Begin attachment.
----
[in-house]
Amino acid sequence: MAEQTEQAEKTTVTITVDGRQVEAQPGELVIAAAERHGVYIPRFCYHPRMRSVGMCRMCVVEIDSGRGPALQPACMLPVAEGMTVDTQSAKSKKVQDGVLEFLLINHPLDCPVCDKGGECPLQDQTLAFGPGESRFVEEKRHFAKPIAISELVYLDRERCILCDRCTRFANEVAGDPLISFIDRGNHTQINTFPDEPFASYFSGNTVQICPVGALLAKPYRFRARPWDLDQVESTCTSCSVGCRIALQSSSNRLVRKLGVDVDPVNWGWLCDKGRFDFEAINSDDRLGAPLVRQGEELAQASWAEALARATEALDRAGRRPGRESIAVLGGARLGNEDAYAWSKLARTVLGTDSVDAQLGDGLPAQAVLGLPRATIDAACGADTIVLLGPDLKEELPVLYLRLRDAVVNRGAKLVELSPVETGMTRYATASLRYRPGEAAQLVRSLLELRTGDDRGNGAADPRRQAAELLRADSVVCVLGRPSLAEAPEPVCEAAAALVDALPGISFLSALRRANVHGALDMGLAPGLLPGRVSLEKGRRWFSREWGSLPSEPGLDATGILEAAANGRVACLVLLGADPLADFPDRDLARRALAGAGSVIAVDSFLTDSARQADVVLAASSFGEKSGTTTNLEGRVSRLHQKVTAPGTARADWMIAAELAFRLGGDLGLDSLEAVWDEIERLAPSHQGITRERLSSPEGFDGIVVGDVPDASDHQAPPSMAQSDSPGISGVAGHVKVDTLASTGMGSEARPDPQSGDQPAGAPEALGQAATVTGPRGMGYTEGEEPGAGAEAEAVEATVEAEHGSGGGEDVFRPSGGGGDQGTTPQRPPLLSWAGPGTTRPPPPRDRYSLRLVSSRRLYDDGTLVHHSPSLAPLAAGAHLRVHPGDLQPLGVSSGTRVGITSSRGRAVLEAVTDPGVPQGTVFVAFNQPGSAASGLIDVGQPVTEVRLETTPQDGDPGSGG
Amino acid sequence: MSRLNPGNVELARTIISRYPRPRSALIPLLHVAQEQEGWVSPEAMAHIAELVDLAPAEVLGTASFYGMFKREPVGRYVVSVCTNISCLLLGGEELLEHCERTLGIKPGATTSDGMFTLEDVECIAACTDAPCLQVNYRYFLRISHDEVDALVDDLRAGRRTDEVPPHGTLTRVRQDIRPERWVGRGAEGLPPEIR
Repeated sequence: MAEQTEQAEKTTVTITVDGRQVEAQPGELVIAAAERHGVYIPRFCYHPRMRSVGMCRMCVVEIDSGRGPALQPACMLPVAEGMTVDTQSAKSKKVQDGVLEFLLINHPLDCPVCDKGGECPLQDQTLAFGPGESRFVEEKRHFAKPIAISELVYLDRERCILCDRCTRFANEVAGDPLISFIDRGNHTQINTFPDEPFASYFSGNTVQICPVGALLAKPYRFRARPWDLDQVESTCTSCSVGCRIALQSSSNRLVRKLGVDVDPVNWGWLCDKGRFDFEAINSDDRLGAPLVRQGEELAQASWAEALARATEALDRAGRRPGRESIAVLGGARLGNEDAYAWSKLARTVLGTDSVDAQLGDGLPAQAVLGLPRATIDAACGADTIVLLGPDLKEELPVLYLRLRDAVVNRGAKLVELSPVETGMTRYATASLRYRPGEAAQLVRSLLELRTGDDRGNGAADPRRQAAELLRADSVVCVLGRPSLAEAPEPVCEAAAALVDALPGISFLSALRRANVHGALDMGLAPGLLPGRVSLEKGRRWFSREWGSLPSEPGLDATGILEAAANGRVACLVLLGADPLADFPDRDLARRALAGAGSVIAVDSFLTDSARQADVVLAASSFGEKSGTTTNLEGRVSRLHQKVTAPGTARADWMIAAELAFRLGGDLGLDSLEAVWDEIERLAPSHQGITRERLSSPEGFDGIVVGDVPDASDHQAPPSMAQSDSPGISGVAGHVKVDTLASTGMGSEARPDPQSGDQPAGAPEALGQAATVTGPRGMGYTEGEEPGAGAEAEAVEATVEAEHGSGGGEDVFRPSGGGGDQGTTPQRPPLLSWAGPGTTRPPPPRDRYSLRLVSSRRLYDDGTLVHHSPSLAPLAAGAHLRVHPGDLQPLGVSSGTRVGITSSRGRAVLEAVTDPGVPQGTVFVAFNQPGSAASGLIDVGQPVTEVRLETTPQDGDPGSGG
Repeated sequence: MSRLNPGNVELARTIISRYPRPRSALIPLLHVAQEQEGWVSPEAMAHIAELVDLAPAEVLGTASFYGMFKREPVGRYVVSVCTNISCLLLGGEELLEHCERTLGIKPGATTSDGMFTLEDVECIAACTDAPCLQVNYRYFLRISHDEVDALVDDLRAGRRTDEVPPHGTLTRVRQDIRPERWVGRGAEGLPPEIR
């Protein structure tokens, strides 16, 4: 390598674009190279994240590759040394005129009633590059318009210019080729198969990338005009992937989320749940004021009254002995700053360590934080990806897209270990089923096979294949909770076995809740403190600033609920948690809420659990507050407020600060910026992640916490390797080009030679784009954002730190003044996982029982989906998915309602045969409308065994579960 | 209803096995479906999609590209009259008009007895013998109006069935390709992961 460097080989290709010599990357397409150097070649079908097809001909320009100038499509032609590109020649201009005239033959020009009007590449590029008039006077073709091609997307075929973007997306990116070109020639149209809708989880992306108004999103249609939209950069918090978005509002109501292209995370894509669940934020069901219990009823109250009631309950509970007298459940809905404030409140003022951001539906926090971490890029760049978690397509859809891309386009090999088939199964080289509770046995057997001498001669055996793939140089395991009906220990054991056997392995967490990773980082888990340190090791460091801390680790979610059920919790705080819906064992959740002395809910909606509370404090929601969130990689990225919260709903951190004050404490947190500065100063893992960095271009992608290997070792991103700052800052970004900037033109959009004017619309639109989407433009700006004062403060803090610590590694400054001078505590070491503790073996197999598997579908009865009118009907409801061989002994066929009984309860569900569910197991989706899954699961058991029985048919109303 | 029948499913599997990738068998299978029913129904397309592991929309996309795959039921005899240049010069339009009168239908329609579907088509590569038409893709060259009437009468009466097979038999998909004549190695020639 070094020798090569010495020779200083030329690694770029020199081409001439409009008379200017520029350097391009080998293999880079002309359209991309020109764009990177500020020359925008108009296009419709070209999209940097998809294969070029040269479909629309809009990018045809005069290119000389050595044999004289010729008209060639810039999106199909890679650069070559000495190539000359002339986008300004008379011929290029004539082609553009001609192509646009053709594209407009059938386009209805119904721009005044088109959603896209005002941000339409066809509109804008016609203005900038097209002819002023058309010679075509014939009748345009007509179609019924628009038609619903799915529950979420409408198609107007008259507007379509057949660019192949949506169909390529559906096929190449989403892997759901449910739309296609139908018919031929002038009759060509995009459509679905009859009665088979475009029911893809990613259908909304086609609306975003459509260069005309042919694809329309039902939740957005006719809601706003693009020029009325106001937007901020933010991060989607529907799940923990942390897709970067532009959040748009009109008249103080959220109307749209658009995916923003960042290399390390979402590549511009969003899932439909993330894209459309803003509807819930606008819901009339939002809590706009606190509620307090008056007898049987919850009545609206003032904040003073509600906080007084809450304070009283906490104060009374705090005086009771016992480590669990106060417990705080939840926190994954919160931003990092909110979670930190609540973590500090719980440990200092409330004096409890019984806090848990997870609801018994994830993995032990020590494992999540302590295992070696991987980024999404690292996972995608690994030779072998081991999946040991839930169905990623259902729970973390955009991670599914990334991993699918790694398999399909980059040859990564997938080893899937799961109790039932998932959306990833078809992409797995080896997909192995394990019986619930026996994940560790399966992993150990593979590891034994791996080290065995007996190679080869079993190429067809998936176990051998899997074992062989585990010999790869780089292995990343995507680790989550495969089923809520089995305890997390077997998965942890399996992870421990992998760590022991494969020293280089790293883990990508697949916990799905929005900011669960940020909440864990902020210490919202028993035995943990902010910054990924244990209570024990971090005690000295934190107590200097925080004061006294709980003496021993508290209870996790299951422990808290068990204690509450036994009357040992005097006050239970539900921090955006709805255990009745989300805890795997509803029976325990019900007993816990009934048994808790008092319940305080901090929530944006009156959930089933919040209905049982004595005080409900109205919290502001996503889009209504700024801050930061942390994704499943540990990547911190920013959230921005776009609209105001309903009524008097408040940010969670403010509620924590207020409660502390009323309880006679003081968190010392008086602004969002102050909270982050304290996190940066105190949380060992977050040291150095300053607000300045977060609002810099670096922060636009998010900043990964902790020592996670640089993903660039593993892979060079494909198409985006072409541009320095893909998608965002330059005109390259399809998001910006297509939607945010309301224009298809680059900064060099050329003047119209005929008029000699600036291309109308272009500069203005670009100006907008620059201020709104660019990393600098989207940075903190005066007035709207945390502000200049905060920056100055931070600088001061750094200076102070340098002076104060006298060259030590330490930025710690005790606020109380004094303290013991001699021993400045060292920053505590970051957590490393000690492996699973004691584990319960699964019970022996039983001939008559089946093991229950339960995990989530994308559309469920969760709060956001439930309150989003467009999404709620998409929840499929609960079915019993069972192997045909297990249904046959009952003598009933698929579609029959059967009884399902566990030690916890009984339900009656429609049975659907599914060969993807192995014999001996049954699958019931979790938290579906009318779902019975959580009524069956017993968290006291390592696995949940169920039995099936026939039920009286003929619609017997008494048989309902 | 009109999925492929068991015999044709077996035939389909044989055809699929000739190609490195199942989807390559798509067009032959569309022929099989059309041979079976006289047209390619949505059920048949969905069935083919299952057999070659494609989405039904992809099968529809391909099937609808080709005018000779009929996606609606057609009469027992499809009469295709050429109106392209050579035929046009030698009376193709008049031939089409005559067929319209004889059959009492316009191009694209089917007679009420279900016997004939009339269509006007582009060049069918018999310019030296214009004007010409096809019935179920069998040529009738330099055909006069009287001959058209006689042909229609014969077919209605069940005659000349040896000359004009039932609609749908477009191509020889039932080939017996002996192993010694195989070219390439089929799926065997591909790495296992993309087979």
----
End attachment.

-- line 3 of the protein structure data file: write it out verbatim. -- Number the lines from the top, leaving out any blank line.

Amino acid sequence: MSRLNPGNVELARTIISRYPRPRSALIPLLHVAQEQEGWVSPEAMAHIAELVDLAPAEVLGTASFYGMFKREPVGRYVVSVCTNISCLLLGGEELLEHCERTLGIKPGATTSDGMFTLEDVECIAACTDAPCLQVNYRYFLRISHDEVDALVDDLRAGRRTDEVPPHGTLTRVRQDIRPERWVGRGAEGLPPEIR